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LE cell test

Alternative Names: Lupus erythematosus test

Lupus erythematosus (LE) cell test measures the presence of a special cell found mostly in patients with systemic lupus erythematosus.

Why is the Test Performed?

The test is mainly used to diagnose systemic lupus erythematosus (SLE).

How is the Test Performed?

Blood is drawn from a vein, usually from the inside of the elbow or the back of the hand. The site is cleaned with germ-killing medicine (antiseptic). The health care provider wraps an elastic band around the upper arm to apply pressure to the area and make the vein swell with blood.

Next, the health care provider gently inserts a needle into the vein. The blood collects into an airtight vial or tube attached to the needle. The elastic band is removed from your arm.

Once the blood has been collected, the needle is removed, and the puncture site is covered to stop any bleeding.

In infants or young children, a sharp tool called a lancet may be used to puncture the skin and make it bleed. The blood collects into a small glass tube called a pipette, or onto a slide or test strip. A bandage may be placed over the area if there is any bleeding.

How will the Test Feel?

When the needle is inserted to draw blood, some people feel moderate pain, while others feel only a prick or stinging sensation. Afterward, there may be some throbbing.

LE cell test Risks

Veins and arteries vary in size from one patient to another and from one side of the body to the other. Obtaining a blood sample from some people may be more difficult than from others.

Other risks associated with having blood drawn are slight but may include:

  • Excessive bleeding
  • Fainting or feeling light-headed
  • Hematoma (blood accumulating under the skin)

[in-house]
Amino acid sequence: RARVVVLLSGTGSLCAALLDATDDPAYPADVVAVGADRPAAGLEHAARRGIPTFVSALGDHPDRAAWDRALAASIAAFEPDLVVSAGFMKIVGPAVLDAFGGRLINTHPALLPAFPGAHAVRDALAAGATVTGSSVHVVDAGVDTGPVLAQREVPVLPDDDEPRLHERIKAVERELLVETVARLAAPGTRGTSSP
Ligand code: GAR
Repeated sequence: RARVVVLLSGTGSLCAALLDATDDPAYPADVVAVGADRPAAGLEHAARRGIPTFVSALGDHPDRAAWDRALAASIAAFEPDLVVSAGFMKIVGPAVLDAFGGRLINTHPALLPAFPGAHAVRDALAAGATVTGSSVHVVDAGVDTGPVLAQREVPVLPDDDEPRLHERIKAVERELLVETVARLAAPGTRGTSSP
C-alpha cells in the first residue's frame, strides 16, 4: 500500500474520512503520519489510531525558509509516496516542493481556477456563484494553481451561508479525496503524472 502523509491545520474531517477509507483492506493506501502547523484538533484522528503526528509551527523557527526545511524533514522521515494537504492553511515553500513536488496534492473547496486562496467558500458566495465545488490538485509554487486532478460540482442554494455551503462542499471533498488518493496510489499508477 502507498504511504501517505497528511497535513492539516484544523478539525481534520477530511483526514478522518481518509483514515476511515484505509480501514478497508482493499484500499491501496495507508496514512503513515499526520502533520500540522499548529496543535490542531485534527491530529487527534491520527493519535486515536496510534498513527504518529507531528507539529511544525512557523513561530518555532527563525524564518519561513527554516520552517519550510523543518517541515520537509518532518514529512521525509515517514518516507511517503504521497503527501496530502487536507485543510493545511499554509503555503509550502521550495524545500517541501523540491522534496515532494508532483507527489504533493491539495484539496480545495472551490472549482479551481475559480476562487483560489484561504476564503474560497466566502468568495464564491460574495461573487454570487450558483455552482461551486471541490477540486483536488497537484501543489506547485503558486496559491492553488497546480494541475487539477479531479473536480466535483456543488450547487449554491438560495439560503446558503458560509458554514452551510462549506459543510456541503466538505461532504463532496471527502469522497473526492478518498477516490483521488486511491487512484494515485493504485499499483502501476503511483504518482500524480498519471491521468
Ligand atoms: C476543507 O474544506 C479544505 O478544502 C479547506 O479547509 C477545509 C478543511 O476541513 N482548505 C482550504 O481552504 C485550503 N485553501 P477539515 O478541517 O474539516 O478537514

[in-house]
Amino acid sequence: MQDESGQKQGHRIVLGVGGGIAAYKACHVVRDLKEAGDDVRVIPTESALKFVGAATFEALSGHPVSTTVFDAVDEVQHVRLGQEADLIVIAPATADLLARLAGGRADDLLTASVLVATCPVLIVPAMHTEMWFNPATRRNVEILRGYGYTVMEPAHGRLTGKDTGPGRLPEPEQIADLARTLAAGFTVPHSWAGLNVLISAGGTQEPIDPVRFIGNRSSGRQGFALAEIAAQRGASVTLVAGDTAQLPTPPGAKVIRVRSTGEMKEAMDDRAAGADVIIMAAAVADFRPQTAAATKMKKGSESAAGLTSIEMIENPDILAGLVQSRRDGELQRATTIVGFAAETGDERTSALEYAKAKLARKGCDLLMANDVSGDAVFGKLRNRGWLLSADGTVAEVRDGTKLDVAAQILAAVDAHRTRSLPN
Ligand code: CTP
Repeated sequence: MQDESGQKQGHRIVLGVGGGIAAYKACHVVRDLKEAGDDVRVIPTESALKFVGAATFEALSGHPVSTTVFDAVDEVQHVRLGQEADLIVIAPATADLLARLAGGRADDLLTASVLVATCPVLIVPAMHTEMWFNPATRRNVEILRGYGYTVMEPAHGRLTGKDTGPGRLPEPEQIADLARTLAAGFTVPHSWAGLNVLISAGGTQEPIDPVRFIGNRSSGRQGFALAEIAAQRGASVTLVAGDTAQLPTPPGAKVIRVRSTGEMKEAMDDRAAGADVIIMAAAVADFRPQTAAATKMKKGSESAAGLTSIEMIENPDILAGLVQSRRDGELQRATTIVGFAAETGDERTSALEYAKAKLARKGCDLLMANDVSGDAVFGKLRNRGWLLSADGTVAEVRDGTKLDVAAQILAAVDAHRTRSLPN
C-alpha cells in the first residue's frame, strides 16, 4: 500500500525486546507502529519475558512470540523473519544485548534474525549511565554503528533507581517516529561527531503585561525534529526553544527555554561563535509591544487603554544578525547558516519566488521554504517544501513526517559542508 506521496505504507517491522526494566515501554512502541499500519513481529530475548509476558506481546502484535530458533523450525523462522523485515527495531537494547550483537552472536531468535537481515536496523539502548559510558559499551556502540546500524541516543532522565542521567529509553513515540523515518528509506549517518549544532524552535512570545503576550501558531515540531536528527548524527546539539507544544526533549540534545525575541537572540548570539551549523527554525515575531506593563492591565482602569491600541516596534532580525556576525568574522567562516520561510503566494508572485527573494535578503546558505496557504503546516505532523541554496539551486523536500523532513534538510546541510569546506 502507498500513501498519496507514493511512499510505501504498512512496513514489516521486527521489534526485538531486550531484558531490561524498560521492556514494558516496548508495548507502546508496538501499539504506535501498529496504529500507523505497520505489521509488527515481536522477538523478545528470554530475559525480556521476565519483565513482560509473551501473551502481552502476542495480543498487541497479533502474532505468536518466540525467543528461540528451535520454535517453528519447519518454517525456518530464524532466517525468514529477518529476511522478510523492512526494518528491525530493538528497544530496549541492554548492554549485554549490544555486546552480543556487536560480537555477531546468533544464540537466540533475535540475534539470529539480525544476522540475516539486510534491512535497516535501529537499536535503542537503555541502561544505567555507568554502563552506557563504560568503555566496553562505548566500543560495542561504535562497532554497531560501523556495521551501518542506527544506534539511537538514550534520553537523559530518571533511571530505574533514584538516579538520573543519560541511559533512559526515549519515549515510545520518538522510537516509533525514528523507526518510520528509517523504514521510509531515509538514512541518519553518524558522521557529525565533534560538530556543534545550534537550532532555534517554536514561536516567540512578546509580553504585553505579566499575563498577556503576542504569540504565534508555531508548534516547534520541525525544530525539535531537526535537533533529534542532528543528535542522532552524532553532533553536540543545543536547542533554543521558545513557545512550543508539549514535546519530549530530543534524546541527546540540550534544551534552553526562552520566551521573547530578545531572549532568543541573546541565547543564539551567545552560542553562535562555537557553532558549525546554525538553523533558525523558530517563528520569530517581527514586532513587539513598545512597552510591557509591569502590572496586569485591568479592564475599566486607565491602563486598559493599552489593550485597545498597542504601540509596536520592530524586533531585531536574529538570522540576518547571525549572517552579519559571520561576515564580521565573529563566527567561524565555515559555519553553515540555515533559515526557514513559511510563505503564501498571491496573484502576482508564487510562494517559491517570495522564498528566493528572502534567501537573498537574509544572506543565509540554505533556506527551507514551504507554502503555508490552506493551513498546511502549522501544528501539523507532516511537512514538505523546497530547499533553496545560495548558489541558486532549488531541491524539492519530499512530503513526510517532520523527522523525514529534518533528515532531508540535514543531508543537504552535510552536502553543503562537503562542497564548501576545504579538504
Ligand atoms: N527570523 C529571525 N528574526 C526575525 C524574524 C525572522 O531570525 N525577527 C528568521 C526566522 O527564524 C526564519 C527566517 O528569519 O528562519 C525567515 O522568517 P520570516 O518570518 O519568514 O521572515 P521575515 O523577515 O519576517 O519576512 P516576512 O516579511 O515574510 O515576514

• Infection (a slight risk any time the skin is broken)

Considerations

The LE cell test is only rarely performed because better tests now exist to help diagnose lupus.

Normal Results for LE cell test

No presence of LE cells is normal.

What Abnormal Results Mean

About 50% to 75% of patients with lupus have a positive test. Some patients with rheumatoid arthritis, scleroderma, and drug sensitivities (see drug-induced lupus erythematosus) also have a positive LE cell test.

Review Date: 5/31/2009
Reviewed By: Mark James Borigini, MD, Rheumatologist in the Washington, DC Metro area. Review provided by VeriMed Healthcare Network. Also reviewed by David Zieve, MD, MHA, Medical Director, A.D.A.M., Inc.
Do not use this information for medical emergencies - Call 911. This information should not be used for the diagnosis or treatment of any medical condition. A licensed medical practitioner should always be consulted for diagnosis and treatment of any and all medical conditions. Links to other websites do not constitute endorsements and are provided for information only. Any duplication or distribution of this information is strictly prohibited.
Copyright 2014 A.D.A.M., Inc.
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